German Chancellor Angela Merkel (L) listens to Italian Prime Minister Silvio Berlusconi upon his arrival at the Chancellery in Berlin January 12, 2011. REUTERS/Fabrizio Bensch

German Chancellor Angela Merkel welcomes Italian Prime Minister Silvio Berlusconi at the Chancellery (Bundeskanzleramt) on January 12, 2011 in Berlin, Germany. Berlusconi is in Berlin to participate in German-Italian governmental consultations, and a major topic of discussion will be measures for stabilizing the Euro. (Photo by Sean Gallup/Getty Images)

German Chancellor Angela Merkel and Italian Prime Minister Silvio Berlusconi shake hands as they pose for the media after they address a news conference following their bilateral talks at the Chancellery in Berlin January 12, 2011. REUTERS/Fabrizio Bensch

German Chancellor Angela Merkel and Italian Prime Minister Silvio Berlusconi address a news conference following their bilateral talks at the Chancellery in Berlin January 12, 2011. REUTERS/Fabrizio Bensch

German Chancellor Angela Merkel and Vice Chancellor and Foreign Minister Guido Westerwelle arrive for a group photo of the Italian and German government delegations at the Chancellery (Bundeskanzleramt) on January 12, 2011 in Berlin, Germany. Berlusconi is in Berlin to participate in German-Italian governmental consultations, and a major topic of discussion will be measures for stabilizing the Euro. (Photo by Sean Gallup/Getty Images)

German Chancellor Angela Merkel takes Italian Prime Minister Silvio Berlusconi by the arm in order to allow space for wheelchair-bound German Finance Minister Wolfgang Schaeuble prior to a group photo of the two countries' delegations at the Chancellery (Bundeskanzleramt) on January 12, 2011 in Berlin, Germany. Berlusconi is in Berlin to participate in German-Italian governmental consultations, and a major topic of discussion will be measures for stabilizing the Euro. (Photo by Sean Gallup/Getty Images)

 
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Posted by on January 12, 2011 in World News

 

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German Chancellor Angela Merkel in Cyprus on 'historic' visit

German Chancellor Angela Merkel looks back at Maltese Prime Minister Lawrence Gonzi (not pictured) during a welcome ceremony outside the Auberge de Castille, the Office of the Prime Minister, in Valletta January 10, 2011. Chancellor Merkel is in Malta on a two-day official visit. REUTERS/Darrin Zammit Lupi

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Jan 11 (KATAKAMI / EXPATICA.COM) — German Chancellor Angela Merkel arrived in Cyprus on Tuesday for a landmark visit to help boost faltering UN-backed efforts to reunify the Mediterranean island after decades of division.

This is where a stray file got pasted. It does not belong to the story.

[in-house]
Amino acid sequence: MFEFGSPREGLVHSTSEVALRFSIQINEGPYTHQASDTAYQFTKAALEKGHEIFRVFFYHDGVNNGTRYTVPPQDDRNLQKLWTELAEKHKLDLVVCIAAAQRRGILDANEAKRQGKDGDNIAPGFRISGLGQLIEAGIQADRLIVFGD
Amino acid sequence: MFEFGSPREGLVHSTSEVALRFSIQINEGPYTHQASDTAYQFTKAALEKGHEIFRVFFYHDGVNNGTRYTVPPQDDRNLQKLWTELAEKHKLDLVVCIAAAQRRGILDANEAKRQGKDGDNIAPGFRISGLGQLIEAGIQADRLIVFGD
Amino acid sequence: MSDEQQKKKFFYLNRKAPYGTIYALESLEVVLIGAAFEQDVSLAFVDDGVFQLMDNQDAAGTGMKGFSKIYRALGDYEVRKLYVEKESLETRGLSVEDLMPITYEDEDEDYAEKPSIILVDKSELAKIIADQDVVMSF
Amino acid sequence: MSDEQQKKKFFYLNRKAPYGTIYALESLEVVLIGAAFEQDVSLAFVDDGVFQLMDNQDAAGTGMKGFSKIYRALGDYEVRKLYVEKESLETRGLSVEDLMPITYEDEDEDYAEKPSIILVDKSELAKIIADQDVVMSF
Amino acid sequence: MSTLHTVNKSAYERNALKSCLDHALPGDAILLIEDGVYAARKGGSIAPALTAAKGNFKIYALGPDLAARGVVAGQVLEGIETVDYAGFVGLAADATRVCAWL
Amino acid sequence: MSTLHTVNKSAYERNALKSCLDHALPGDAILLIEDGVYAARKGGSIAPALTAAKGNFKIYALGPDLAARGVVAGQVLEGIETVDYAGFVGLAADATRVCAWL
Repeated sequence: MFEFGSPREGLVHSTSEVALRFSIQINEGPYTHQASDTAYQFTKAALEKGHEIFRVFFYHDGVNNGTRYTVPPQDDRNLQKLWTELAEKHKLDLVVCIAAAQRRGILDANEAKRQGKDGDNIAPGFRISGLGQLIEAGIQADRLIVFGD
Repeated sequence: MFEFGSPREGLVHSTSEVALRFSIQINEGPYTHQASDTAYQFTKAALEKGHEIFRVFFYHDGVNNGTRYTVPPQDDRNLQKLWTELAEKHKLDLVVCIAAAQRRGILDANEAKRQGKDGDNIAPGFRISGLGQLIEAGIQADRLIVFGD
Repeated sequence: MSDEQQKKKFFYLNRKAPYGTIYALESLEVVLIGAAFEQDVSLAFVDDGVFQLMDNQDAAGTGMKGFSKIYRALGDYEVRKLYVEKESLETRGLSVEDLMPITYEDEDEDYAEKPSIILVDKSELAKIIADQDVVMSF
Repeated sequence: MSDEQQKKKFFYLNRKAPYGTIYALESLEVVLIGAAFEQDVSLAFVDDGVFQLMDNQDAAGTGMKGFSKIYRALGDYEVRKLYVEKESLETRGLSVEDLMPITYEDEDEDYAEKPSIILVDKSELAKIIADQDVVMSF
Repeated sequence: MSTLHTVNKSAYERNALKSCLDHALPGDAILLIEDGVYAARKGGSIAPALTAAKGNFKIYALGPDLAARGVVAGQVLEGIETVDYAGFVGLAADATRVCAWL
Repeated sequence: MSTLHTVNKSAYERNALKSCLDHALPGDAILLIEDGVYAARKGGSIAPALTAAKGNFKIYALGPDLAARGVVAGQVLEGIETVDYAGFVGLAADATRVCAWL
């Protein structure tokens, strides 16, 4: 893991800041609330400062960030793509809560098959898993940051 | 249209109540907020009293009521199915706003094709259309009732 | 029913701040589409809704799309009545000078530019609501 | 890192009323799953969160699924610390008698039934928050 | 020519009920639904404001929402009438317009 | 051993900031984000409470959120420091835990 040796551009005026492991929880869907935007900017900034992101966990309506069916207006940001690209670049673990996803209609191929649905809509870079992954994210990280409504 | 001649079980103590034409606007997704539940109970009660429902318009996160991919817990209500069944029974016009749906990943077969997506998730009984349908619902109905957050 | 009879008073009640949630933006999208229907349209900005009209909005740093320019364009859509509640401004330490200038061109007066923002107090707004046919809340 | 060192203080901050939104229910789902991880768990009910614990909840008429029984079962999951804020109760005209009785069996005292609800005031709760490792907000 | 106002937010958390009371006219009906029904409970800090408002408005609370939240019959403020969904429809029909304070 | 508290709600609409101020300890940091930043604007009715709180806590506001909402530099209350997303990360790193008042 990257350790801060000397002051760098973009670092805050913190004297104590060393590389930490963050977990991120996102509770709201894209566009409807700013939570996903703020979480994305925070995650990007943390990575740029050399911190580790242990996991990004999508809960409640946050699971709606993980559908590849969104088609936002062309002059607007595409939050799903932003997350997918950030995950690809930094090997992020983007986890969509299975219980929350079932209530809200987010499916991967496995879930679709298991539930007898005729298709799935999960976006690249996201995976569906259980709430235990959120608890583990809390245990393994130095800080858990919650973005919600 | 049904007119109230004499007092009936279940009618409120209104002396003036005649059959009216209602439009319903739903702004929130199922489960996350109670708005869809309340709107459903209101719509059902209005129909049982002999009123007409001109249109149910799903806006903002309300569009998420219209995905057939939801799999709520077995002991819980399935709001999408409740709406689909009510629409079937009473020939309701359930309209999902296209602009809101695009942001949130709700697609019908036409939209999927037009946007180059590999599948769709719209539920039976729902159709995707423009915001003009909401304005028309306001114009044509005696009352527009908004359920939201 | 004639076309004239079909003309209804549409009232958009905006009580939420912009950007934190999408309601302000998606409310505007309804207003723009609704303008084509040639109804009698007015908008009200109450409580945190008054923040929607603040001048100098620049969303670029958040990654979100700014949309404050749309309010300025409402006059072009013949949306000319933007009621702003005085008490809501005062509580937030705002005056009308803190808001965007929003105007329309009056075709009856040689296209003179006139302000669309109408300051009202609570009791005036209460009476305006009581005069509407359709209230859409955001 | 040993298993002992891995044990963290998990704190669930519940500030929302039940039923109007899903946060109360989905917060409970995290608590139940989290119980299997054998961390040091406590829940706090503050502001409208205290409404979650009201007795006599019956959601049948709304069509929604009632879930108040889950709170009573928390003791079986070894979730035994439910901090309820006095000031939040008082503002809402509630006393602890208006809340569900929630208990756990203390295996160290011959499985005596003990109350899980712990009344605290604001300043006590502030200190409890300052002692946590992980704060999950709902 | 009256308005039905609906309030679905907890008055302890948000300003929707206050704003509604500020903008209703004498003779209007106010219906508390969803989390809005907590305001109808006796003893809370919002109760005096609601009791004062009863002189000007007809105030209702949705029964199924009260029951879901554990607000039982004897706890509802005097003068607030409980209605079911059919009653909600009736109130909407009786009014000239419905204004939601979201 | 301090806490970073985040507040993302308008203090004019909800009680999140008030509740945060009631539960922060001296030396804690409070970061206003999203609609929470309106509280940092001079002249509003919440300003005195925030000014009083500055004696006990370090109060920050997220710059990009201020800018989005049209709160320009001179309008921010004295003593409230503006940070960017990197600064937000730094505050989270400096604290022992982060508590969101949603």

Both the Cypriot government and media have described the visit as “historically important” and “politically significant”.

Pro-government communist daily Haravghi splashed “Willkommen” (welcome in German) across its front page, while the right-wing Simerini called it a short but important visit.

Apart from the Cyprus problem, the German chancellor would be keen to talk about closer NATO-EU cooperation which the island’s division has hampered, according to the reports.

Merkel is on a five-hour “working visit” to Nicosia, the world’s last divided capital following the 1989 fall of the Berlin Wall, in the first ever by a German head of government.

She will hold talks with Cyprus President Demetris Christofias before they have lunch together, and then Merkel will come face-to-face with the island’s division when travels to the green line.

Once in the UN-patrolled buffer zone she will spend some time at the Goethe Institute, hold a meeting with UN chief of mission Lisa Buttenheim before seeing main right-wing Disy opposition leader Nicos Anastasiades.

Her trip comes a day before Christofias, the Greek Cypriot leader, and his Turkish Cypriot counterpart Dervis Eroglu are to resume peace talks on Wednesday after a long break.

“Naturally, Germany is in favour of the reunification of Cyprus. It is the first visit of a German chancellor, which carries great weight and is of huge importance,” Christofias told reporters last week.

He said Merkel’s visit was on a par with the historic visits of Russian President Dmitry Medvedev and Pope Benedict XVI who arrived in Cyprus to much fanfare last year.

“Such visits are of great significance as they give important support in efforts to reach a settlement based on a bizonal, bicommunal, federal solution.”

Christofias said Merkel would be warmly welcomed with “feelings of gratitude” towards a “major player in world affairs.”